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New York Fed: Household Debt Is Rising

 

May 14 – In its Q1 2014 Household Debt and Credit Report, the Federal Reserve Bank of New York announced that outstanding household debt increased $129 billion from the previous quarter. The increase was led by rises in mortgage debt ($116 billion), student loan debt ($31 billion) and auto loan balances ($12 billion), slightly offset by a $27 billion declines in credit card and HELOC balances. Total household indebtedness stood at $11.65 trillion, 1.1 percent higher than the previous quarter. Overall household debt remains 8.1 percent below the peak of $12.68 trillion reached in Q3 2008. The report is based on data from the New York Fed’s Consumer Credit Panel, a nationally representative sample drawn from anonymized Equifax credit data.

 

Additionally, an update to a recent blog discussing the impact of student loan debt on housing and auto markets is available on our Liberty Street Economics Blog.

 

“We’ve observed household debt increase three quarters in a row and delinquency rates at their lowest levels since 2008,” said Andy Haughwout, vice president and economist at the New York Fed. “However, the direction of future mortgage originations will have an important implication on the household financial outlook and we will continue to monitor it.”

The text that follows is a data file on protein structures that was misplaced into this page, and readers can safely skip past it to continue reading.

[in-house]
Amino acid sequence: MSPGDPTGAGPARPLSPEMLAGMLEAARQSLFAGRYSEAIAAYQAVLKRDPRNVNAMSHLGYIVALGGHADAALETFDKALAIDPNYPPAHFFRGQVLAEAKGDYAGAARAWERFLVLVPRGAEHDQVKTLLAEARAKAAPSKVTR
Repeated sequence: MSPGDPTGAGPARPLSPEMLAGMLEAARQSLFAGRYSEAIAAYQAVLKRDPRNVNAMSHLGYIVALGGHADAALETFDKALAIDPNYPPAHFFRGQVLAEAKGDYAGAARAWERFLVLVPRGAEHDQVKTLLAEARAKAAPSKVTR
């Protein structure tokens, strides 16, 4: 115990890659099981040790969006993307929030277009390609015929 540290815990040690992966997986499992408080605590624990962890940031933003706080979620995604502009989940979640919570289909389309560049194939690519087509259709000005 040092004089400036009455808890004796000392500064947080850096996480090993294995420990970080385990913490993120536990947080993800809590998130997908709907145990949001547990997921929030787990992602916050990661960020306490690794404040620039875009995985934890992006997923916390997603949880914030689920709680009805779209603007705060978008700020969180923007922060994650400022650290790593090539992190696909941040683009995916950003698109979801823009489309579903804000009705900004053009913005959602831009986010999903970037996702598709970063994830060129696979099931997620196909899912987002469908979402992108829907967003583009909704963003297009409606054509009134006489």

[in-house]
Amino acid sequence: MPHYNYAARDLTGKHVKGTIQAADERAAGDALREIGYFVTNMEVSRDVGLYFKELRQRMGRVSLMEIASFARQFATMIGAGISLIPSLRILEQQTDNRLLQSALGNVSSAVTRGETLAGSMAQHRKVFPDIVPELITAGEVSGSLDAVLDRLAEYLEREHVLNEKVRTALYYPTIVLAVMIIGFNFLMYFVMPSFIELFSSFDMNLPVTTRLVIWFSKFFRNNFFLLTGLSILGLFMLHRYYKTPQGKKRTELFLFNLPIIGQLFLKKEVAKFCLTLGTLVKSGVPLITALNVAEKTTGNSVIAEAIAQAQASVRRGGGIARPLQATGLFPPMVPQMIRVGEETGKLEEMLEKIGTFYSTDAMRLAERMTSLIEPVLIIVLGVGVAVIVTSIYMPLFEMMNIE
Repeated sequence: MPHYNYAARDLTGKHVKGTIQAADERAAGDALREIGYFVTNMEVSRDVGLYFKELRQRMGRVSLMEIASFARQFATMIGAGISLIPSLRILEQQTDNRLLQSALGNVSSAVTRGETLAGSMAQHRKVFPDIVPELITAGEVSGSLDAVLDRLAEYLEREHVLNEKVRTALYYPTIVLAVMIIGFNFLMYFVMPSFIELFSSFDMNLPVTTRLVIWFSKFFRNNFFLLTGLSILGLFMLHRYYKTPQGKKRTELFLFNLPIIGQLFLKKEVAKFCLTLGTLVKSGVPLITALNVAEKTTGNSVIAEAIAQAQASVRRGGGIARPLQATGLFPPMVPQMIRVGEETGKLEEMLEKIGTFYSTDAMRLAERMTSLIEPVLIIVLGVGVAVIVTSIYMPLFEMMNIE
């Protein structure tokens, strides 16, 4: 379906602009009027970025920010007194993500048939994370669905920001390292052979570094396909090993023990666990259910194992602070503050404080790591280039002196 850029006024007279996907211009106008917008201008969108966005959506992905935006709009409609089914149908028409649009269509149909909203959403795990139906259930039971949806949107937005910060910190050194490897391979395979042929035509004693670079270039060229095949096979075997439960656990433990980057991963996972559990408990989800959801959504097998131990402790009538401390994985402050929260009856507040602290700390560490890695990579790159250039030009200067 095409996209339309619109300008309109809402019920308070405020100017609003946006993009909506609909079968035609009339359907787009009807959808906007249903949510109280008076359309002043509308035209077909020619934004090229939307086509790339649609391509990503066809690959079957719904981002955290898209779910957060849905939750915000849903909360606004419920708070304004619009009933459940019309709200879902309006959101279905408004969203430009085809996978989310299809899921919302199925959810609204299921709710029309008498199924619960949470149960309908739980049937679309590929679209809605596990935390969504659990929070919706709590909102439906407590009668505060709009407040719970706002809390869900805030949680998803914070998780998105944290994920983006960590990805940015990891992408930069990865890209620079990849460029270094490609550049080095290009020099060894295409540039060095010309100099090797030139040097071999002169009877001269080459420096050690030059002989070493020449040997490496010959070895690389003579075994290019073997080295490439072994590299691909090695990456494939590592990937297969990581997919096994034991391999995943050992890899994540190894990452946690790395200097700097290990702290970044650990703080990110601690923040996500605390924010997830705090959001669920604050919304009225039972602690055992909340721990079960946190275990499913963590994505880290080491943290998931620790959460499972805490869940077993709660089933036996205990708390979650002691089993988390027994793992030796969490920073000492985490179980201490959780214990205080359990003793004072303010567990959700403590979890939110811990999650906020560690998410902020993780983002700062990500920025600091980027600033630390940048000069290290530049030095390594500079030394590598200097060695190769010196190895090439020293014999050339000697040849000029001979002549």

Other highlights from the report:

 

About the report: The Federal Reserve Bank of New York’s Household Debt and Credit Report provides unique data and insight into the credit conditions and activity of U.S. consumers. Based on data from the New York Fed’s Consumer Credit Panel, a nationally representative sample drawn from anonymized Equifax credit data, the report provides a quarterly snapshot of household trends in borrowing and indebtedness, including data about mortgages, student loans, credit cards, auto loans and delinquencies.  The report aims to help community groups, small businesses, state and local governments and the public to better understand, monitor and respond to trends in borrowing and indebtedness at the household level. Sections of the report are presented as interactive graphs on the New York Fed’s Household Credit web page and the full report is available for download.


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